Start by slowing down your breath, deepening it and breathing all the way into your belly such that it expands. On the exhale, make sure you expel your breath fully. In addition, when you exhale, think of relaxing your tension filled shoulders and letting them drop.
You can add these one minute breath breaks in throughout your day.
3) Be Grateful
Once you've taken 2 or 3 breaths, turn your attention to something that you feel grateful for in your life. The most important aspect of this technique is to actually let yourself feel gratitude, rather than just thinking of things you know you should be grateful for.
The feeling of gratitude generates positive affect and a feeling of pleasure which works as an antidote to stress.
Add these breaks in regularly throughout your day as well!
4) Move More
Some of the things that are effective at reducing the effects of stress include regular physical activity such as exercise, sports, or even just taking the dog for a brisk walk. If you can make it fun, even better!
5) Have Fun and Play!
Adults don't play enough. Remember how much fun playing was when you were a kid? Just because you're all grown up, doesn't mean that play time is over. Get the kids, the dog, or the spouse and go play. Maybe you'll go throw a ball around or jump around in the sprinkler or watch a funny movie, but playing is a great antidote to stress.
6) Eat More Good Stuff
Making sure that you're putting high quality fuel into your body will definitely help with stress management. Eating processed crap is stressing your body chemically. To get away from stress, you need to eat more whole, single ingredient foods.
Getting enough high quality sleep is extremely important.
Laughter really is the best medicine… especially when it comes to managing stress. Pleasure, laughing, and having fun is a great antidote to stress because these activities release endorphins in our body which make us feel good.
9) Increase Your Close Social Contacts
Studies show that close ties to family and friends help to prevent illness and help to increase chance of survival when major disease strikes. Having more friends helps you manage stress!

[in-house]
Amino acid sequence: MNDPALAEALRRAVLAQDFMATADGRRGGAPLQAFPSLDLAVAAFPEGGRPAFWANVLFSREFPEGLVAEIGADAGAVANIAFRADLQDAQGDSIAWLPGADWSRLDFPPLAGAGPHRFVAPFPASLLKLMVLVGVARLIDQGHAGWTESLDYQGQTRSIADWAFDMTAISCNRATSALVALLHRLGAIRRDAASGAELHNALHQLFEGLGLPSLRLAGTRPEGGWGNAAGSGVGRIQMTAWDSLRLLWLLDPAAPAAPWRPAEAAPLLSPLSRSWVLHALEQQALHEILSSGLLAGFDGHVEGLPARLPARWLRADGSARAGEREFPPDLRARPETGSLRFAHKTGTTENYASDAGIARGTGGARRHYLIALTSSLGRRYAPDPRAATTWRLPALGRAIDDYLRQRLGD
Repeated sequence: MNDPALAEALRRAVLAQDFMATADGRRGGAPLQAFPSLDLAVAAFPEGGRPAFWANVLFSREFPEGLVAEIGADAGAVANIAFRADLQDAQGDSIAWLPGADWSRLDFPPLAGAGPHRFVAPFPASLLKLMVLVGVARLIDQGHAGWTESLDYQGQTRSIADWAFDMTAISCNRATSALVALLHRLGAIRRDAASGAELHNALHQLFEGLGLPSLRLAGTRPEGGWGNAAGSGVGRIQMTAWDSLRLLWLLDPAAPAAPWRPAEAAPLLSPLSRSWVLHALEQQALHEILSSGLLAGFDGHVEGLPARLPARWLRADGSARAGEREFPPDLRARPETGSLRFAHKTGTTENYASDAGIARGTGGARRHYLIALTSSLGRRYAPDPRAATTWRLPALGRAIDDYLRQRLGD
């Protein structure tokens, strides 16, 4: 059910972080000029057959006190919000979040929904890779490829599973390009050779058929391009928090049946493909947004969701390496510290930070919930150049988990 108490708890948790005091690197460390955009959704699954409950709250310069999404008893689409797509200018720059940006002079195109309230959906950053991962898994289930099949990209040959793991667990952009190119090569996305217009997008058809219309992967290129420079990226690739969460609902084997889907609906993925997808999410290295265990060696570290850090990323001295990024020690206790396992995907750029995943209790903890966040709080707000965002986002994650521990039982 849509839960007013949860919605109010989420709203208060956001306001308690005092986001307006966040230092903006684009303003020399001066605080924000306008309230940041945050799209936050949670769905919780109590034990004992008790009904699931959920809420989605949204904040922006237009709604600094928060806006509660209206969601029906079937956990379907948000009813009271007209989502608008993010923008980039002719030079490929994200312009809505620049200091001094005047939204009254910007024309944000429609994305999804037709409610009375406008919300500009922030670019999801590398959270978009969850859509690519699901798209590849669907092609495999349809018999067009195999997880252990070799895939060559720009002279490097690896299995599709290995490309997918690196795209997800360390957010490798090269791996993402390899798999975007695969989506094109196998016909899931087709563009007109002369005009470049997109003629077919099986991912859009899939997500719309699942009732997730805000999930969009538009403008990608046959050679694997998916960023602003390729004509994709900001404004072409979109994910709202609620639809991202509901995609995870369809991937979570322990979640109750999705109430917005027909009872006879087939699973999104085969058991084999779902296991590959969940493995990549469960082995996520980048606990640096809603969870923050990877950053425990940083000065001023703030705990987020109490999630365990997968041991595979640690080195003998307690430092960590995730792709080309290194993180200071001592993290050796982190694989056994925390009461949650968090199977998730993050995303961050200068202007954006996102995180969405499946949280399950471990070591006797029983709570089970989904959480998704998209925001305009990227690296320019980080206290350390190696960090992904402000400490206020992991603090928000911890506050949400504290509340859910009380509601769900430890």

10) Don’t Worry About Things You Can’t Control
Focus on the things that you can control and let the rest go. This one alone can make a massive difference in perceived level of emotional stress. When you are in a stressful moment, get into the habit of asking yourself if you can change or control what is happening… if you can, then do something about it… if you can’t check out numbers 1 though 9 on this list 🙂
Remember that stress is making you sick so by incorporating some of these tips into your daily life, you will be managing stress so you feel better today and you will be increasing your health and wellness so you can feel better for years to come!
Have a stress free relaxing day!
Dr. Peggy Malone is a Chiropractor and an Athlete who helps other athletes to overcome injury and get back to their sport. Her weekly Television Series 'Living Well" inspires people from all walks of life to take control of their health to be as happy and as healthy as they can be.
A former varsity Basketball and Rugby player, she has since entered the world of endurance athletics where she has completed 2 Ironman Triathlons, 3 Marathons, several Half Marathons and many other Triathlons, Road Races and Off-Road Adventure races of varying distances.
Her own athletic endeavors and injuries have given her valuable insight into working with athletes in her practice for both the care of injuries as well as for the improvement of athletic performance.